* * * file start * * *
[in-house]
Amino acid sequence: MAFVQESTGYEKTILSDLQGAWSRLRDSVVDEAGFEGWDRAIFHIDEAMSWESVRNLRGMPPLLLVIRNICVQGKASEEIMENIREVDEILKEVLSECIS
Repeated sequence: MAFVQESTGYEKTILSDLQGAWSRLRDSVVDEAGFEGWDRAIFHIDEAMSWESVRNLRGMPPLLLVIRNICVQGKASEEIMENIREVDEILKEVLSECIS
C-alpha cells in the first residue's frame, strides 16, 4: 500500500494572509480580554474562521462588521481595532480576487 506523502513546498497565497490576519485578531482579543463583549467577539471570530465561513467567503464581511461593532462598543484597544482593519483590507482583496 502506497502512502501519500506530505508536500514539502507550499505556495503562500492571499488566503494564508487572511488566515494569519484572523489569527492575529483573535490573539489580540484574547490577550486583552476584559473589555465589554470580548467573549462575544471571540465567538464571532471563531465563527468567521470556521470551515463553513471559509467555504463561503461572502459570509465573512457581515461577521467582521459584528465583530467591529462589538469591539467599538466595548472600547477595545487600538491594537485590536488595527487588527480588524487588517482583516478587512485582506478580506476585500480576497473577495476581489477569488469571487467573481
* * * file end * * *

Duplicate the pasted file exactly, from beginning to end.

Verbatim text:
[in-house]
Amino acid sequence: MAFVQESTGYEKTILSDLQGAWSRLRDSVVDEAGFEGWDRAIFHIDEAMSWESVRNLRGMPPLLLVIRNICVQGKASEEIMENIREVDEILKEVLSECIS
Repeated sequence: MAFVQESTGYEKTILSDLQGAWSRLRDSVVDEAGFEGWDRAIFHIDEAMSWESVRNLRGMPPLLLVIRNICVQGKASEEIMENIREVDEILKEVLSECIS
C-alpha cells in the first residue's frame, strides 16, 4: 500500500494572509480580554474562521462588521481595532480576487 506523502513546498497565497490576519485578531482579543463583549467577539471570530465561513467567503464581511461593532462598543484597544482593519483590507482583496 502506497502512502501519500506530505508536500514539502507550499505556495503562500492571499488566503494564508487572511488566515494569519484572523489569527492575529483573535490573539489580540484574547490577550486583552476584559473589555465589554470580548467573549462575544471571540465567538464571532471563531465563527468567521470556521470551515463553513471559509467555504463561503461572502459570509465573512457581515461577521467582521459584528465583530467591529462589538469591539467599538466595548472600547477595545487600538491594537485590536488595527487588527480588524487588517482583516478587512485582506478580506476585500480576497473577495476581489477569488469571487467573481